January 2017: Critical Care Clinics
Shiv Kumar Sarin, Ashok Choudhury
Acute-on-chronic liver failure (ACLF) is a distinct entity that differs from acute liver failure and decompensated cirrhosis in timing, presence of treatable acute precipitant, and course of disease, with a potential for self-recovery. The core concept is acute deterioration of existing liver function in a patient of chronic liver disease with or without cirrhosis in response to an acute insult. The insult should be a hepatic one and presentation in the form of liver failure (jaundice, encephalopathy, coagulopathy, ascites) with or without extrahepatic organ failure in a defined time frame...
December 2016: Current Gastroenterology Reports
Damien Restagno, Fabienne Venet, Christian Paquet, Ludovic Freyburger, Bernard Allaouchiche, Guillaume Monneret, Jeanne-Marie Bonnet, Vanessa Louzier
Sepsis is characterized by pro- and anti-inflammatory responses following infection. While inflammation is responsible for widespread organ damage, anti-inflammatory mediators lead to immunoparalysis increasing susceptibility to secondary infections (nosocomial pneumonia). We aimed to investigate the impact of bacterial load on survival and cytokine release in a two-hit murine (C57BL/6J) model of CLP followed by P. aeruginosa pneumonia. Plasmatic TNFα, IL-6, IL-10, sTNFr I and II were quantified until 13 days...
2016: PloS One
Cyriac Abby Philips, Shiv Kumar Sarin
Infections and sepsis are more common in cirrhotic than in the general population and constitute the commonest cause of sudden worsening and death. The diagnosis of systemic inflammatory syndrome and sepsis are challenging in cirrhotics due to an underlying a state of hyperdynamic circulation. Further, poor nutritional and bone marrow reserves lead to modest host immune response, the so called immunoparalysis state and the outcome of antibiotic therapy is suboptimal. In this review, a comprehensive description of current and emerging concepts in the pathogenesis and diagnosis of sepsis with importance to current and novel biomarkers for diagnosis of sepsis in cirrhosis is presented...
November 2016: Hepatology International
Roeland F Stolk, Tom van der Poll, Derek C Angus, Johannes G van der Hoeven, Peter Pickkers, Matthijs Kox
Septic shock is a major cause of death worldwide and a considerable healthcare burden in the twenty-first century. Attention has shifted from damaging effects of the proinflammatory response to the detrimental role of antiinflammation, a phenomenon known as sepsis-induced immunoparalysis. Sepsis-induced immunoparalysis may render patients vulnerable to secondary infections and is associated with impaired outcome. The immunoparalysis hypothesis compels us to reevaluate the current management of septic shock and to assess whether we are inadvertently compromising or altering the host immune response...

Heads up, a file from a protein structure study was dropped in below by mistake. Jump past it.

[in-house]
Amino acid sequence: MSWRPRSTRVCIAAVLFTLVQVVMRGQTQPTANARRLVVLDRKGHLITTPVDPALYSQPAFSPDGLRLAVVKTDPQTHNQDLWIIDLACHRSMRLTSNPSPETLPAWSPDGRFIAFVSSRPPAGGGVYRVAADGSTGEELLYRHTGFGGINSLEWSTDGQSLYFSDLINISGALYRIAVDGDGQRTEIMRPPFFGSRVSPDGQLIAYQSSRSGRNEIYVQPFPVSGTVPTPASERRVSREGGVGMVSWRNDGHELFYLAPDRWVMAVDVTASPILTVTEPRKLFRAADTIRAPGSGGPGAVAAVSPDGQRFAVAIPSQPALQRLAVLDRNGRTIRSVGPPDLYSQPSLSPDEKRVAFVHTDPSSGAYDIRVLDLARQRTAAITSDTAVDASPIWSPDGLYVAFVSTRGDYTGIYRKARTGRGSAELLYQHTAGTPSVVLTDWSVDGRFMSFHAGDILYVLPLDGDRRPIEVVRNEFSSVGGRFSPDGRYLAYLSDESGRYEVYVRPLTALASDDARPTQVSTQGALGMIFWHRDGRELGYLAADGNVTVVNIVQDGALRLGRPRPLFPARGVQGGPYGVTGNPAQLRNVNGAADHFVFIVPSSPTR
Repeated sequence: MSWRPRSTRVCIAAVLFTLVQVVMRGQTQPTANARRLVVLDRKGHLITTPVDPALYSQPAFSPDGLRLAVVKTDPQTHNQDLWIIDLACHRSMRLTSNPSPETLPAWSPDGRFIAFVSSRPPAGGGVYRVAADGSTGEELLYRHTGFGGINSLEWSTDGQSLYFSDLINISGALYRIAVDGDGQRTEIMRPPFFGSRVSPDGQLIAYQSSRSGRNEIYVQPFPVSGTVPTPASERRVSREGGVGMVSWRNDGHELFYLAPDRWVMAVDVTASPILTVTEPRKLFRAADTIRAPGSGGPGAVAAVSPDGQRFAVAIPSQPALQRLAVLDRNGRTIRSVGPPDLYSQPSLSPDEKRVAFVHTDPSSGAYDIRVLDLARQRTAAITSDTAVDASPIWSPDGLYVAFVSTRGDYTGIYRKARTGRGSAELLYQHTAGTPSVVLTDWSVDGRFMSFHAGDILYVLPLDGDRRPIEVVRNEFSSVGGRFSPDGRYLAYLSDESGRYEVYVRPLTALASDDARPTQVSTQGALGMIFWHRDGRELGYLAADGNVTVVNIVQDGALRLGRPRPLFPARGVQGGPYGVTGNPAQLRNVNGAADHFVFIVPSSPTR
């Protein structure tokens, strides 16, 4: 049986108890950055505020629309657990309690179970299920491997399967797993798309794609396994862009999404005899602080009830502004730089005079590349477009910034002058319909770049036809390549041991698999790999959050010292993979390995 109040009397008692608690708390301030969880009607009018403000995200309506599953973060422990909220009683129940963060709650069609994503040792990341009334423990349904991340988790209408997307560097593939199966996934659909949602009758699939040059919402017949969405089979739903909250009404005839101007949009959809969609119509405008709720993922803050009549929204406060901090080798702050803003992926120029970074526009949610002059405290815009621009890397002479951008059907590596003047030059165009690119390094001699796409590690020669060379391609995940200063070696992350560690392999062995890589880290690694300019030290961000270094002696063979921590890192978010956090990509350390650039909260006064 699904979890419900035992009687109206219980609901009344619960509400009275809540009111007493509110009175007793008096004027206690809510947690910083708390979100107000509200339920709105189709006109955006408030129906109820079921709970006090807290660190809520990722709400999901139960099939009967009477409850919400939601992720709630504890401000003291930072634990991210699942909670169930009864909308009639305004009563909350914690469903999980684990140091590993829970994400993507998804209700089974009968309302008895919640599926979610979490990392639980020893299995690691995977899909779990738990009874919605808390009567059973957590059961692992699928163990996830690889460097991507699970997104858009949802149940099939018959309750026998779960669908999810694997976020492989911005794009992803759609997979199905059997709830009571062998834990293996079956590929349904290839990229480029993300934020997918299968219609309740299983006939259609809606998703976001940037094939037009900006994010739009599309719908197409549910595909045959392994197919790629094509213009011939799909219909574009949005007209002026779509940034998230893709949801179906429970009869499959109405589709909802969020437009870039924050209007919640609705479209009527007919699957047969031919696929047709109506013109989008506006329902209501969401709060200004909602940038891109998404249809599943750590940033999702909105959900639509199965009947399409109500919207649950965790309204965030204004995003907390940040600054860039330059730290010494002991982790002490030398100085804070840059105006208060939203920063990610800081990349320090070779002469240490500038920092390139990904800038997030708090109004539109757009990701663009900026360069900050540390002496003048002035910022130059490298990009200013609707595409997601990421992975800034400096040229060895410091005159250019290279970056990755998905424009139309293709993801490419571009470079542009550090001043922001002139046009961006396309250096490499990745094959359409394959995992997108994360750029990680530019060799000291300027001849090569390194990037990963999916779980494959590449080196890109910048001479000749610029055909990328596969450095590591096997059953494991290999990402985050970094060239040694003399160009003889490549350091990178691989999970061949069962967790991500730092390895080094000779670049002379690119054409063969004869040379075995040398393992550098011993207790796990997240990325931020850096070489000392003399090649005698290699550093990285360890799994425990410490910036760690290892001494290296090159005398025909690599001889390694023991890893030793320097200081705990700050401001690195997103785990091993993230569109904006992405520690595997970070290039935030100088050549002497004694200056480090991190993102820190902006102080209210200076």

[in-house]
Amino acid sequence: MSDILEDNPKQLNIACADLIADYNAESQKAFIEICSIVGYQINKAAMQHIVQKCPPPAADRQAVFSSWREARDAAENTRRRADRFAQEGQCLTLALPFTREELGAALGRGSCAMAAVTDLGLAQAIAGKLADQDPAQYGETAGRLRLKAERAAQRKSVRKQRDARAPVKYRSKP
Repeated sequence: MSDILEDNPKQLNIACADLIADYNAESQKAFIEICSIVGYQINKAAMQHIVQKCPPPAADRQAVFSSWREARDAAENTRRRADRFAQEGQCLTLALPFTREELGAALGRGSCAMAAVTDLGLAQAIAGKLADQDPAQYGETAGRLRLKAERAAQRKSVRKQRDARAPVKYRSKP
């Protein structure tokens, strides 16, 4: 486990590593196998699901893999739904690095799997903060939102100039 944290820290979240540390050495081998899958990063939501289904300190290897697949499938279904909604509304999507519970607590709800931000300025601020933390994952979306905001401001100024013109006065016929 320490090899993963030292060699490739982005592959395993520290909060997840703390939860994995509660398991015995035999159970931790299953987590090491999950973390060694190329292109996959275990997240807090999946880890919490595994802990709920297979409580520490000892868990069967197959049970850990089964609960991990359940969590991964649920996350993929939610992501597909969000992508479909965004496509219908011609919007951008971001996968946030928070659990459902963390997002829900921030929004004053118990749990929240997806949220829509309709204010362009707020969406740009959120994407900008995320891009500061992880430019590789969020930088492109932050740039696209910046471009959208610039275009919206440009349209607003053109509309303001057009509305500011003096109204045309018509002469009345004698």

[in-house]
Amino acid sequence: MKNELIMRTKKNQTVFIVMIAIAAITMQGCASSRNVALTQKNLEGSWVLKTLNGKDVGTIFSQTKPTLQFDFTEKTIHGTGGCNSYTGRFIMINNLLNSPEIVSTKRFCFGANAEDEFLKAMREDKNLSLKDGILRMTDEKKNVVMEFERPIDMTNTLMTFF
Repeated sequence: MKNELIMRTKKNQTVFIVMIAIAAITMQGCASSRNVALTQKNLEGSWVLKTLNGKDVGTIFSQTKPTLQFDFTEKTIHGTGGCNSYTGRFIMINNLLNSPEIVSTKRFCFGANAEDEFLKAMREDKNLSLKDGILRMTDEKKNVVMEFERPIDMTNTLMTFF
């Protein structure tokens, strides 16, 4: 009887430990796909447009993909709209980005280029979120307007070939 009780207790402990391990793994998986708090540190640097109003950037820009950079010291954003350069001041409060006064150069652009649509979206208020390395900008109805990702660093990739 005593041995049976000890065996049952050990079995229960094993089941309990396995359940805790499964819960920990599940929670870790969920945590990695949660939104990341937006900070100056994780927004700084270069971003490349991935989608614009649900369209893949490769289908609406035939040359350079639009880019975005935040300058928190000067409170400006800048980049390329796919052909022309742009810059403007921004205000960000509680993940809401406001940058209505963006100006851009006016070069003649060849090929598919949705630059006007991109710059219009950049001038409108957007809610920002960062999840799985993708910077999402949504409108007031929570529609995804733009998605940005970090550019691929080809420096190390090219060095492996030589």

September 1, 2016: American Journal of Respiratory and Critical Care Medicine
Tomoharu Miyashita, Ali Karim Ahmed, Shinichi Nakanuma, Koichi Okamoto, Seisho Sakai, Jun Kinoshita, Isamu Makino, Keishi Nakamura, Hironori Hayashi, Katsunobu Oyama, Hidehiro Tajima, Hiroyuki Takamura, Itasu Ninomiya, Sachio Fushida, John W Harmon, Tetsuo Ohta
A number of studies have reported that acute lung injury (ALI) and acute respiratory distress syndrome (ARDS) are independent risk factors for organ dysfunction and mortality in patients with sepsis. Although ALI/ARDS might be an essential therapeutic target during the management of sepsis, severe sepsis should be treated effectively and as soon as identified. We have classified three phases, ranging from sepsis to organ dysfunction, characterizing the interaction between neutrophils and platelets. The first phase is neutrophil extracellular trap (NET) formation and intravasated platelet aggregation...
July 2016: In Vivo
Christelle Rouget, Thibaut Girardot, Julien Textoris, Guillaume Monneret, Thomas RIMMELé, Fabienne Venet
Severe injuries such as severe sepsis, burn, trauma and major surgery lead to an overlapping development of pro- and anti- inflammatory responses. It is now well established that these injuries are associated with the secondary development of immune suppression, which results in significant morbidity and mortality. Recent data suggest that immunostimulatory drugs might prevent these complications. However, intensive care patients are heterogeneous, making patient stratification essential for a targeted treatment...